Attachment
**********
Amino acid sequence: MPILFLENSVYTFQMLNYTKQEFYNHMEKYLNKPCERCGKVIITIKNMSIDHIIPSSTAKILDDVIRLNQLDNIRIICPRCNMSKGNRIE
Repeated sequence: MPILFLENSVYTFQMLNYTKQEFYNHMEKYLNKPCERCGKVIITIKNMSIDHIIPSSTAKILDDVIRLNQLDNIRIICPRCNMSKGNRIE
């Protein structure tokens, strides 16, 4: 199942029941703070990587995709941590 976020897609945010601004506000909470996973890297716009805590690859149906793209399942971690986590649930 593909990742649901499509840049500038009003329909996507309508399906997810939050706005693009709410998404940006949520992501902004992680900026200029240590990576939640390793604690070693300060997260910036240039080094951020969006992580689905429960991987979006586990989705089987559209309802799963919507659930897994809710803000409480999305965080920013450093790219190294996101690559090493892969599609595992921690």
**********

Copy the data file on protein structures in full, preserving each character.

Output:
Amino acid sequence: MPILFLENSVYTFQMLNYTKQEFYNHMEKYLNKPCERCGKVIITIKNMSIDHIIPSSTAKILDDVIRLNQLDNIRIICPRCNMSKGNRIE
Repeated sequence: MPILFLENSVYTFQMLNYTKQEFYNHMEKYLNKPCERCGKVIITIKNMSIDHIIPSSTAKILDDVIRLNQLDNIRIICPRCNMSKGNRIE
């Protein structure tokens, strides 16, 4: 199942029941703070990587995709941590 976020897609945010601004506000909470996973890297716009805590690859149906793209399942971690986590649930 593909990742649901499509840049500038009003329909996507309508399906997810939050706005693009709410998404940006949520992501902004992680900026200029240590990576939640390793604690070693300060997260910036240039080094951020969006992580689905429960991987979006586990989705089987559209309802799963919507659930897994809710803000409480999305965080920013450093790219190294996101690559090493892969599609595992921690």